This past 12 months or so have been a year of learning.
I stepped away from my photography hobby because of burn out. I just lost interest. I’m starting to get the interest back little by little. The picture above was me messing around with iPhone silhouettes. Just watching the sun go down and enjoying the light.
I also learned a lot about investing. My dividend growth portfolio will take a hit to income this year because I'm correcting mistakes make over the last couple of years. I'm taking a step backwards so that I can put the portfolio back on the right track.
One of my mistakes was buying high flying stocks. They had good trends going up and up - until I bought them. Then they’d turn south and keep heading south by as much as 40%!
My biggest lesson here is to watch out for stocks setting new 52-week highs. Instead, be patient. The stocks will go on sale sooner rather than later. And, the nice thing about stocks going down is their yield goes up! Too many times I bought a high flying stock with a yield in the twos - 2.5% for example - only to see the stock go on sale and the yield increase to the threes! If only I had waited a handful of months!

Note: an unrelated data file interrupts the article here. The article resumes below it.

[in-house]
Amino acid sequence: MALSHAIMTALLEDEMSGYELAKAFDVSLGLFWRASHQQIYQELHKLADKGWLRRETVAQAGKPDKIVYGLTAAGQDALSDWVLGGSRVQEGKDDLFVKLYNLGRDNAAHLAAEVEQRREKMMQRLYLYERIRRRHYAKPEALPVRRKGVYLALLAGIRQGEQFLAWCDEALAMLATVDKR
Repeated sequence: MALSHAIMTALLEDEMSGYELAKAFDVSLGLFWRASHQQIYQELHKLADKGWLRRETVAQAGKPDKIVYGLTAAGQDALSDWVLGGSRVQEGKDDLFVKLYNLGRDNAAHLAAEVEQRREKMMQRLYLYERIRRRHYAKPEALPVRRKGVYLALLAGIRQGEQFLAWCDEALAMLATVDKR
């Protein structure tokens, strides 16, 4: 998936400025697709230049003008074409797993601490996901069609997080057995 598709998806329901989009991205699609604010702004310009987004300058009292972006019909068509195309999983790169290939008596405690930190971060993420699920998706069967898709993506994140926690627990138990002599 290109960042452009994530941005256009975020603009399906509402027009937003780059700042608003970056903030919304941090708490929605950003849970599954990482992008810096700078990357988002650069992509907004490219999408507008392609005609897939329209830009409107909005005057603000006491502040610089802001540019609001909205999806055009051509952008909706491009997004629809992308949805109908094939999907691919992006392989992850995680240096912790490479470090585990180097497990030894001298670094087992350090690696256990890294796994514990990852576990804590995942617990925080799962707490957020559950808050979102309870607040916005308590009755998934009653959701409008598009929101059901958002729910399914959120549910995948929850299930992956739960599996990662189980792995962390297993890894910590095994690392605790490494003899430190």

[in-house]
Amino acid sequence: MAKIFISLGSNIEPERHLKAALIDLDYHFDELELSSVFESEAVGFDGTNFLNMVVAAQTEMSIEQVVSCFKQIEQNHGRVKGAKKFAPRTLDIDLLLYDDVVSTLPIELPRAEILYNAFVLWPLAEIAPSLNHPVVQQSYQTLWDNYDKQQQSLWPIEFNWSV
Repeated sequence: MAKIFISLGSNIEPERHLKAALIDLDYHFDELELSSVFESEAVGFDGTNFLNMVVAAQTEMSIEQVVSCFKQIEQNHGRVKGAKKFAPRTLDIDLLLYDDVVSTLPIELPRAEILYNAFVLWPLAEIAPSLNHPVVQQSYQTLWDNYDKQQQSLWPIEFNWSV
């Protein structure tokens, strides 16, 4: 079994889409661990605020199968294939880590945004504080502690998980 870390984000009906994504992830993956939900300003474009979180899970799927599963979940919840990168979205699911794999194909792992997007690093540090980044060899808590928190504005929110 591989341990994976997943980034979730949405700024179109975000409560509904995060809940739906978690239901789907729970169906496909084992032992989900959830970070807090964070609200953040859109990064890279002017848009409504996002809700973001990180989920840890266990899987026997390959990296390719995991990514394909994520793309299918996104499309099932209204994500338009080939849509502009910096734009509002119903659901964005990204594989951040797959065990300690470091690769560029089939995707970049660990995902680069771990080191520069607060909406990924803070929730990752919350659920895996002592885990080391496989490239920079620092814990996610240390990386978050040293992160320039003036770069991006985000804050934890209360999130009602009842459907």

Another important investing lesson is to graph the earnings per share and the dividend payment. Looking at lists of numbers on spreadsheets is fairly meaningless. Percent growth rates can look impressive but, those numbers take on a completely different meaning when graphed out.
Take a look at these five-year dividend and earnings graphs to see what I mean. Blue lines are quarterly earnings per share while the green lines are dividend payments.
Comcast (CMCSA) is the cable company everybody loves to hate but, few companies match its consistent earnings and dividend growth.
National Oilwell Varco (NOV) and Helmerich & Payne (HP) are two energy stocks in my portfolio. Energy is on sale right now and one of these companies is on my buy list and the other isn’t. Can you tell which one? Hint, I’m buying for dividend income. NOV’s income has declined just as much as HP but, their income is still above their dividend payments while HP’s income is well below.
My last example is a former favorite and still a holding. Copa Airlines (CPA) has had some great trends when the only thing you look at is columns of numbers on a spreadsheet. But, once those numbers are put into a graph, they show their true ugliness. This is not the kind of stock I want to continue buying. They’ve recently reduced their dividend so I’ll probably sell this one.